Health care fatigue, anyone? What many conservatives and Republicans don’t seem to understand are the personal and immediate health needs that people have every day.

Their ideology does not include a way to address real-life issues that the average person or family faces every day because their “marketplace” fixes are long-term solutions to problems that only work if the playing field is level and fair.

It’s not. Without the courage to set up and enforce a truly fair, just, and equitable marketplace, conservatives simply have no ground to stand on other than ranting on about how the marketplace will fix everything.

The past two years of worldwide recession proves that ideology wrong, again. We need honesty, fairness and sensible regulation that stops the inevitable presence of greed, corruption and short-term thinking.

That type of courage does not seem to exist any more, as most politicians, no matter how well-intended, follow the lead of lobbyists, corporate donors and their addiction to pork.

Democrats and many liberals may be more sensitive and responsive to the daily realities faced by most people and the ongoing presence of discrimination and inequalities in our country.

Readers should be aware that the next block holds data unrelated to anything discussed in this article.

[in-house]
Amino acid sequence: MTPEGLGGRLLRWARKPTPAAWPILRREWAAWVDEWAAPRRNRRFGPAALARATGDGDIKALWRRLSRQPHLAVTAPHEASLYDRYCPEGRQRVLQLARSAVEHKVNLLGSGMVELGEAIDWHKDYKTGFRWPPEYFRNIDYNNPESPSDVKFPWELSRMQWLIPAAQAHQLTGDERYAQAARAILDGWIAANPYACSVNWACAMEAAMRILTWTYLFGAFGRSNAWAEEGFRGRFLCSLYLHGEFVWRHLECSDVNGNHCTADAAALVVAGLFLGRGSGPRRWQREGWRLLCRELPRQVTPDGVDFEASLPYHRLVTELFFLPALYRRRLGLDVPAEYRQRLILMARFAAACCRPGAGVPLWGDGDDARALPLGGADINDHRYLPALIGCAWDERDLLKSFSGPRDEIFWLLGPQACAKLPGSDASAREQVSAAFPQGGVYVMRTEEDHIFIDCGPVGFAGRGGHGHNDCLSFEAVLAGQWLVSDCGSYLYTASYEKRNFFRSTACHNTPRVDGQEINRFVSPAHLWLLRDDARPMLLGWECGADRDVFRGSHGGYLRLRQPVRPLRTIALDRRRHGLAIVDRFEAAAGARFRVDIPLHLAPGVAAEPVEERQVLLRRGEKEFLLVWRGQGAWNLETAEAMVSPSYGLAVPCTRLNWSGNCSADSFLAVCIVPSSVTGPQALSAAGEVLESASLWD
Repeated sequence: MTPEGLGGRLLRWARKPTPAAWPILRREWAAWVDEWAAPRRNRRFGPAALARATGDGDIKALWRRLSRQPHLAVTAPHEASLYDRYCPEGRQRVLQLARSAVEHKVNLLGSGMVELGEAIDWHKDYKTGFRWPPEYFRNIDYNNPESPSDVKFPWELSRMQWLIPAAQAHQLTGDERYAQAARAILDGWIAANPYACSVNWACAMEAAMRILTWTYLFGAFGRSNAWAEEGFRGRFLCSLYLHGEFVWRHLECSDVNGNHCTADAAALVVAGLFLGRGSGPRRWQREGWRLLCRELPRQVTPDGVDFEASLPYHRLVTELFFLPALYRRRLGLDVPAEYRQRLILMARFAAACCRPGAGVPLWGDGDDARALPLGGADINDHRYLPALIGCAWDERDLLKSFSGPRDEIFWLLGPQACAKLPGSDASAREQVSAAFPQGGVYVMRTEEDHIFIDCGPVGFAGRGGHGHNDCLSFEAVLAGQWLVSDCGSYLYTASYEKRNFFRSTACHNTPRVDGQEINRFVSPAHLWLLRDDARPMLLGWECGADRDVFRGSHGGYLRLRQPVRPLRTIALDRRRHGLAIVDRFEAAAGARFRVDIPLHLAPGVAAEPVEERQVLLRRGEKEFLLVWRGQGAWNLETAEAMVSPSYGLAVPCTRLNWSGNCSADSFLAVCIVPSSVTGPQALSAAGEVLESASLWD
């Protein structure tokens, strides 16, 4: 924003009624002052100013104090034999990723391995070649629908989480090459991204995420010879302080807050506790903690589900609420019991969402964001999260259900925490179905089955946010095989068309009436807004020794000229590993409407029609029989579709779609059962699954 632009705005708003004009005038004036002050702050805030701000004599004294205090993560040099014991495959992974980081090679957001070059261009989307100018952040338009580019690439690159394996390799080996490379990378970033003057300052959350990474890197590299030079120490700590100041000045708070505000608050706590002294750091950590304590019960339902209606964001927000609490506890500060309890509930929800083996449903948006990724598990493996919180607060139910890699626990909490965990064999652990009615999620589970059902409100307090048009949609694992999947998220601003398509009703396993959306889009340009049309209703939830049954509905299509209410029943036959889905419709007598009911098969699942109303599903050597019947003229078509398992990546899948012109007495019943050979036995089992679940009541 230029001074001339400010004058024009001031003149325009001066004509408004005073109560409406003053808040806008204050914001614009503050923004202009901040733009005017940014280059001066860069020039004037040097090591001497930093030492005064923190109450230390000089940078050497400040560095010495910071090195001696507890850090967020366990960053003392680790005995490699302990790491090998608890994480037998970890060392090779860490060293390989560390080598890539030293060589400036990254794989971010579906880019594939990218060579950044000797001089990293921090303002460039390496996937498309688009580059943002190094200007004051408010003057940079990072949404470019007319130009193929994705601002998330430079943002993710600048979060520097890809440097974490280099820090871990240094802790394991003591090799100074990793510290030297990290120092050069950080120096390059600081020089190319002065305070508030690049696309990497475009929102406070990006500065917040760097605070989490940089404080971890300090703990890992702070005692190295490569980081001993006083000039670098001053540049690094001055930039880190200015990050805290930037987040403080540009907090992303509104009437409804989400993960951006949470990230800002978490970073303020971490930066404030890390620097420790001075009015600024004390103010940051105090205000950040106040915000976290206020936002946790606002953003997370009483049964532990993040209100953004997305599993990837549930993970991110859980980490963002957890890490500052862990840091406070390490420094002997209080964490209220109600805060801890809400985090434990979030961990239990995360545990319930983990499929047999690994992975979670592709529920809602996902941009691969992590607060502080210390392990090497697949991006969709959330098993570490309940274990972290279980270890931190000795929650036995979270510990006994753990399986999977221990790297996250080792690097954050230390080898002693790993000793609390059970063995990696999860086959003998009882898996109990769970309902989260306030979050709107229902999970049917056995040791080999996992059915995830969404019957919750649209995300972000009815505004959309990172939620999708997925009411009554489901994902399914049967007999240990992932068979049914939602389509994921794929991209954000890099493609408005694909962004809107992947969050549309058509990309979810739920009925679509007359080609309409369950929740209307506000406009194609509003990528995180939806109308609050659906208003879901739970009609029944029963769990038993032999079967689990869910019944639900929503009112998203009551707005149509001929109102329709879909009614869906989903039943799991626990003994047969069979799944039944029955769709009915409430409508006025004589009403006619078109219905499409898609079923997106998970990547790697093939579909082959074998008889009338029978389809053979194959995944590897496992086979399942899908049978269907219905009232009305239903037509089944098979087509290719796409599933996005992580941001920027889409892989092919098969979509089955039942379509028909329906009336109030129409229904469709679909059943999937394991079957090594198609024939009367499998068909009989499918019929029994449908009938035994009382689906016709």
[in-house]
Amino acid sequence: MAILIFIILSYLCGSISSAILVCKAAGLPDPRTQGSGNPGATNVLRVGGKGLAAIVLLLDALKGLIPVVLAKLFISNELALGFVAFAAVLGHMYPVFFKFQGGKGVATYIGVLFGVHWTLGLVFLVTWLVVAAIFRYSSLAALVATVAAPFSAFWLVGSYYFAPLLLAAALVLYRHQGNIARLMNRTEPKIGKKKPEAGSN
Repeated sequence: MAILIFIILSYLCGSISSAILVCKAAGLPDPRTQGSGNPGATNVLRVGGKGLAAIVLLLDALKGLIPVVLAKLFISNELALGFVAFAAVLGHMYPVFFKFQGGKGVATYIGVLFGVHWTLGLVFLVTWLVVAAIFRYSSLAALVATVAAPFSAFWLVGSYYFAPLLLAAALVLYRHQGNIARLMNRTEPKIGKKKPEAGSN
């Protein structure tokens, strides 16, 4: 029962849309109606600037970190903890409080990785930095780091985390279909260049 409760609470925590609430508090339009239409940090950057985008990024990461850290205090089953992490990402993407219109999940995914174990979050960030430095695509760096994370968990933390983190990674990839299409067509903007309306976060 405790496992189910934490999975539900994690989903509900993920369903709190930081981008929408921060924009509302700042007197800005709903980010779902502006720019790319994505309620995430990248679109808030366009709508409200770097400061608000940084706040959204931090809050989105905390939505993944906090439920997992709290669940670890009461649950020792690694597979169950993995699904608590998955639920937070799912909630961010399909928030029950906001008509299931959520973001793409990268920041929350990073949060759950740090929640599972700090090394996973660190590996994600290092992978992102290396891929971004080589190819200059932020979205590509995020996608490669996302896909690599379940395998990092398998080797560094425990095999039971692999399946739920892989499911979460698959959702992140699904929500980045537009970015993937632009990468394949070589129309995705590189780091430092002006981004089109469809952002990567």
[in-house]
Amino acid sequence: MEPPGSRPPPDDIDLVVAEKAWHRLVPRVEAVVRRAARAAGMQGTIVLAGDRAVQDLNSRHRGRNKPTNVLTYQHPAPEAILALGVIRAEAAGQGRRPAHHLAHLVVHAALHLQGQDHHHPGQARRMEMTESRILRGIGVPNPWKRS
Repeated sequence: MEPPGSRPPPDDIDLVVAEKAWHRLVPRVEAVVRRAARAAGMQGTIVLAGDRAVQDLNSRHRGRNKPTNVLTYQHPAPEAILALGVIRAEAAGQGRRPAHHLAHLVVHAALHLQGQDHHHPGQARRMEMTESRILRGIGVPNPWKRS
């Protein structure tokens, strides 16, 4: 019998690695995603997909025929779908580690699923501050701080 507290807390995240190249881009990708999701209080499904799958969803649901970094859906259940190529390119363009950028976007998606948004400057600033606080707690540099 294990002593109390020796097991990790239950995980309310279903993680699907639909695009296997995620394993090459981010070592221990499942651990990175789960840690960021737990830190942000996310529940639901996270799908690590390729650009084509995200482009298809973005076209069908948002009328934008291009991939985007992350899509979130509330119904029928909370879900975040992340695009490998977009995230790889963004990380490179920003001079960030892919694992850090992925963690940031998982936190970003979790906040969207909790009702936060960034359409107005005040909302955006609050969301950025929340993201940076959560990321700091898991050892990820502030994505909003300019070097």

But most Democrats have not clarified a sophisticated ideology or been able to act upon lasting solutions to problems like health care, because their ideas lack a long-term vision or the depth of thinking to fit into the realities of a democratic republic based on freedom and capitalism.

Democrats think first about protecting the most vulnerable people and then decide which government program needs more money. The law is a noble intention and a reasonable short-term fix in some cases, but a disabling long-term solution that fosters dependency.

How about developing solutions that build respectful and effective collaborations between families, communities, businesses and governments?

Rob Neal



It’s bad enough that the paper’s editorials on national issues have been channeling Glenn Beck, but now its headlines are channeling Fox News.